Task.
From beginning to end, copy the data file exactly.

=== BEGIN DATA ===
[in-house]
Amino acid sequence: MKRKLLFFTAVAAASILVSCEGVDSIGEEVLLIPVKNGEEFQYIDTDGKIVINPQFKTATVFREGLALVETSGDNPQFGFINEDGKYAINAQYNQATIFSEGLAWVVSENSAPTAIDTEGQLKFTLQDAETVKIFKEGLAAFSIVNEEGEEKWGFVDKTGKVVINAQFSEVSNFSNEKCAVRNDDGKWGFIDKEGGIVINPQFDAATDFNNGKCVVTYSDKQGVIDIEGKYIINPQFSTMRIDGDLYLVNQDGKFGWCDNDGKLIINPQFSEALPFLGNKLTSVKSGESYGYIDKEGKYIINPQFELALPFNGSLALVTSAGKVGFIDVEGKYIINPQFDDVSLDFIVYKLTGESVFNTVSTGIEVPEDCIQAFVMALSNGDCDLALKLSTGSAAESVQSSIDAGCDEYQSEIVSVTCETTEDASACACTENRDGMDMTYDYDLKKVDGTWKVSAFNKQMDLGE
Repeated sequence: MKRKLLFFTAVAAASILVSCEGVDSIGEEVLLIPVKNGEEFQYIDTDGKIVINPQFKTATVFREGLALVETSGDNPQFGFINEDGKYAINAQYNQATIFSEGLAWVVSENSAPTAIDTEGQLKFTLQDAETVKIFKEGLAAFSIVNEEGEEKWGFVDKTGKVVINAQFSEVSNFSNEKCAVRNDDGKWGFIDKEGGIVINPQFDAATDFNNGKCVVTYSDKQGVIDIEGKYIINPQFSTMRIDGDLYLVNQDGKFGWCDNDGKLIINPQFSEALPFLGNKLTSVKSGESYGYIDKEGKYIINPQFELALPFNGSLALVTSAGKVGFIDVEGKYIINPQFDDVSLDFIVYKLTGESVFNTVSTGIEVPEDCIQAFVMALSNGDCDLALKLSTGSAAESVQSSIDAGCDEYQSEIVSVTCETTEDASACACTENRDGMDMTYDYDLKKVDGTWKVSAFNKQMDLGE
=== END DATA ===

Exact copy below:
[in-house]
Amino acid sequence: MKRKLLFFTAVAAASILVSCEGVDSIGEEVLLIPVKNGEEFQYIDTDGKIVINPQFKTATVFREGLALVETSGDNPQFGFINEDGKYAINAQYNQATIFSEGLAWVVSENSAPTAIDTEGQLKFTLQDAETVKIFKEGLAAFSIVNEEGEEKWGFVDKTGKVVINAQFSEVSNFSNEKCAVRNDDGKWGFIDKEGGIVINPQFDAATDFNNGKCVVTYSDKQGVIDIEGKYIINPQFSTMRIDGDLYLVNQDGKFGWCDNDGKLIINPQFSEALPFLGNKLTSVKSGESYGYIDKEGKYIINPQFELALPFNGSLALVTSAGKVGFIDVEGKYIINPQFDDVSLDFIVYKLTGESVFNTVSTGIEVPEDCIQAFVMALSNGDCDLALKLSTGSAAESVQSSIDAGCDEYQSEIVSVTCETTEDASACACTENRDGMDMTYDYDLKKVDGTWKVSAFNKQMDLGE
Repeated sequence: MKRKLLFFTAVAAASILVSCEGVDSIGEEVLLIPVKNGEEFQYIDTDGKIVINPQFKTATVFREGLALVETSGDNPQFGFINEDGKYAINAQYNQATIFSEGLAWVVSENSAPTAIDTEGQLKFTLQDAETVKIFKEGLAAFSIVNEEGEEKWGFVDKTGKVVINAQFSEVSNFSNEKCAVRNDDGKWGFIDKEGGIVINPQFDAATDFNNGKCVVTYSDKQGVIDIEGKYIINPQFSTMRIDGDLYLVNQDGKFGWCDNDGKLIINPQFSEALPFLGNKLTSVKSGESYGYIDKEGKYIINPQFELALPFNGSLALVTSAGKVGFIDVEGKYIINPQFDDVSLDFIVYKLTGESVFNTVSTGIEVPEDCIQAFVMALSNGDCDLALKLSTGSAAESVQSSIDAGCDEYQSEIVSVTCETTEDASACACTENRDGMDMTYDYDLKKVDGTWKVSAFNKQMDLGE